Chiropractor with illegal consumer contracts refused $4,000 refunds to two older Iowans following Cedar Rapids “Help Your Diabetes” seminar
DES MOINES – Two Texas chiropractors who operate a traveling diabetes management program seminar will cease conducting their sales seminars in Iowa, after one refused to issue refunds of approximately $4,000 to two older Iowans who requested them.
Through an agreement with Attorney General Tom Miller called an assurance of voluntary compliance, Dr. Jeffrey Murray Hockings, CEO, and Dr. Dean Elliot Draluck, president, of the Dallas-based “Help Your Diabetes” wellness program, have agreed not to conduct future diabetes management seminars in Iowa. The agreement also requires Hockings, of Colleyville, Texas, and Draluck, of Plano, Texas, to provide refunds to Iowans who request them.
In December, Hockings conducted a “Help Your Diabetes” seminar at a Cedar Rapids hotel, selling two to four month natural wellness program enrollments. Hockings charged from $4,000 to $7,000 for enrollments, which included dietary supplements, recipes, and follow-up phone and email support. He charged an additional $125 for a pre-enrollment consultation.
Hockings Refused to Grant Two Older Iowans Cancellations & Refunds
Two older Iowans who attended the seminar and paid approximately $4,000 apiece in enrollment fees, filed complaints with the Consumer Protection Division after Hockings refused to allow them to cancel and seek refunds. Contrary to Iowa law, Hockings informed both consumers through emails that the contracts they signed waived their rights to cancel or seek refunds.
In an email to a 74-year-old Iowa woman who sought a refund a day after she enrolled, Hockings wrote, “You signed an agreement stating you would not quit…this policy is in place to ensure patients who join our program stick with it, as that’s what’s best for you.”
In an email to an 86-year-old Iowa man who, several days after enrolling, tried to cancel and seek a refund based on medical advice from his personal physician, Hockings wrote, “You can’t cancel, regardless of what your ill-informed MD says.”
Miller: Agreements Violate Iowa Consumer Laws
Miller noted that the “Help Your Diabetes” program agreements violate the Iowa Door-to-Door Sales Act by not informing consumers of their lawful right to cancel and by illegally forcing consumers to waive their rights to cancel.
“Without passing judgment on any health advice the chiropractor may have given to those who attended his diabetes program seminar, the enrollment agreements violate our state’s consumer laws by stripping people of their rights to cancel,” Miller said. “Iowa’s Door-to-Door Sales Act, which applies to a traveling seminar like this one, very clearly gives people certain legal protections that you just can’t force them to give up.”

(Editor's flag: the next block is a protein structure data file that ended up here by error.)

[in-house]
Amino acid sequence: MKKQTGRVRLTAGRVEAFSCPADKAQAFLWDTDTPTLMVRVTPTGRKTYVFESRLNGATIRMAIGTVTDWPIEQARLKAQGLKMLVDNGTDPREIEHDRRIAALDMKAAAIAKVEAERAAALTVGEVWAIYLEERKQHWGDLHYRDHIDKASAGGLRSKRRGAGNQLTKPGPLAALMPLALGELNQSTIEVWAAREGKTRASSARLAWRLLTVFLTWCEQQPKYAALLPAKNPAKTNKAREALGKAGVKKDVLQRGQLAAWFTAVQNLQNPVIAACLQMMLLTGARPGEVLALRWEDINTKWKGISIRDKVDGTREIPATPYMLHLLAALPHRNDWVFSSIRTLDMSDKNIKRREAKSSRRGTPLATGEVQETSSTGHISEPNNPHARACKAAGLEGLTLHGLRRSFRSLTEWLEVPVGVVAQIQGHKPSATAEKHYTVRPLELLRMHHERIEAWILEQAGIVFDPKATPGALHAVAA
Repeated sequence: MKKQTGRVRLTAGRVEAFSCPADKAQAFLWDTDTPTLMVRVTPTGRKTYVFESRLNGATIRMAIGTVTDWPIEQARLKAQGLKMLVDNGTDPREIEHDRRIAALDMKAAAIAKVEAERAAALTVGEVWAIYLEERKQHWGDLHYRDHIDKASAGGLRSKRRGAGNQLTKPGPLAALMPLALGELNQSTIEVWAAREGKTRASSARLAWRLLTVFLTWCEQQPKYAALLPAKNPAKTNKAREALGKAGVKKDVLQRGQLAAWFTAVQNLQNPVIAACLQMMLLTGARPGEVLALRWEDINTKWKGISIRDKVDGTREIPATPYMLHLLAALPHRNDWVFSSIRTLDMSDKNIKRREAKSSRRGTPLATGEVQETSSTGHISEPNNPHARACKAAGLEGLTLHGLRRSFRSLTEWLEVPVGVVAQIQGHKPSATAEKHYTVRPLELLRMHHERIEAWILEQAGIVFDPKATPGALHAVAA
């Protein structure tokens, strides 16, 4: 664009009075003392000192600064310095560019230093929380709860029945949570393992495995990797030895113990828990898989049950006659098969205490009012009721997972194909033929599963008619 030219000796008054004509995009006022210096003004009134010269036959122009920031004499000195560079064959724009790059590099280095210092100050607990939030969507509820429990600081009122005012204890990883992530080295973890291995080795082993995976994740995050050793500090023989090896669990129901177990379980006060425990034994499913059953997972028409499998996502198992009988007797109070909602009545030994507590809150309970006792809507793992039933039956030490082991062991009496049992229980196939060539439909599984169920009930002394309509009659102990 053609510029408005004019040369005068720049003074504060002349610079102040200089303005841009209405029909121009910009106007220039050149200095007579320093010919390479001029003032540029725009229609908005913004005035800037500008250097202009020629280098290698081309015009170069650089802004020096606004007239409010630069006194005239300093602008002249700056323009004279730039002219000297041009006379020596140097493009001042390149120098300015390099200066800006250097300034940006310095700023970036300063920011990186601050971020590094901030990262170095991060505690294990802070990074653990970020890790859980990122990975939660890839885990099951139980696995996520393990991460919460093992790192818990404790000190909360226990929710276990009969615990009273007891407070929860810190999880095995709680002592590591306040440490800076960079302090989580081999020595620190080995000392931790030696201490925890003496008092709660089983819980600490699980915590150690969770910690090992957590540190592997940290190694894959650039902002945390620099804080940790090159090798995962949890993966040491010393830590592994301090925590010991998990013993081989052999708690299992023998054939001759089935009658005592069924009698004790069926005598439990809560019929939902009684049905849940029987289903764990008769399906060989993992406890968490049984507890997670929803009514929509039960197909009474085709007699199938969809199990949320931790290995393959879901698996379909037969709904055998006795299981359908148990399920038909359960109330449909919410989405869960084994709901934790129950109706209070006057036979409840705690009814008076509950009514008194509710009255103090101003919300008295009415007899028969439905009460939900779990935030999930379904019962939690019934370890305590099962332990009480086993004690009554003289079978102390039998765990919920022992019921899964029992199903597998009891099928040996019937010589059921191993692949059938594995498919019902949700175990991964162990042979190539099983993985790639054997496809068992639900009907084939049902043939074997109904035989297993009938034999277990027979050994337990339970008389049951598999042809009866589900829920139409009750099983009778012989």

California Board Previously Cited Hockings Over Refunds
In September, Hockings paid two $500 fines to the California Board of Chiropractic Examiners. The board issued two disciplinary citations for misleading advertising after Hockings failed to issue refunds to several consumers who requested them after attending his diabetes seminars in California in 2013. According to the complaints, Hockings “failed to reimburse them for services not rendered.”
Iowa Consumers Have Three Days to Cancel Sales at Temporary Locations
Under the Iowa Door-to-Door Sales Act, consumers have the right to cancel most transactions of $25 or more within three business days at their home or workplace, and any temporary place other than the seller’s normal place of business, including a rented hotel, convention facility, warehouse or fairgrounds, and sales by people who approach consumers in public places.
The law applies to transactions that involve goods or services that are purchased, leased or rented primarily for personal, family of household purposes.
Consumers may cancel for any reason or no reason at all.
“The right to cancel in the Door-to-Door Sales Act protects you from high-pressure sales tactics at traveling seminars, where a seller may misrepresent things or leave out important information,” Miller said. “The law also protects you from high-pressure sales pitches by people who show up at your home.”
Under the law, the seller must tell consumers of their right to cancel and provide written notice. If the seller does not provide a written notice of the right to cancel in the manner that the law requires, consumers can cancel until three business days after receiving the notice. If a consumer properly cancels, the seller must provide a refund.
The right to cancel does not apply to sales conducted entirely by telephone or mail, requests for in-home repairs to personal property, and certain “emergency” purchases where a consumer waives the right to cancel in writing.
Be Wary of High-Pressure Seminars
Miller warns Iowans to be wary of seminars and sales meetings that offer free meals, gifts, or extraordinary claims that entice you to attend. Sellers often use high-pressure sales tactics to get you to purchase their products or services.
“Resist the high-pressure sales pitch to act now, get everything in writing, and take all the time you need to check on the product or services that someone is trying to sell you.”
File a Complaint
Consumers with questions or complaints about an Iowa Door-to-Door Sales Act issue can contact the Consumer Protection Division through the Attorney General's website, by email or by phone:
- Web: www.IowaAttorneyGeneral.gov
- Email: email@example.com
- Phone: 515-281-5926 (outside the Des Moines area, call toll-free: 888-777-4590)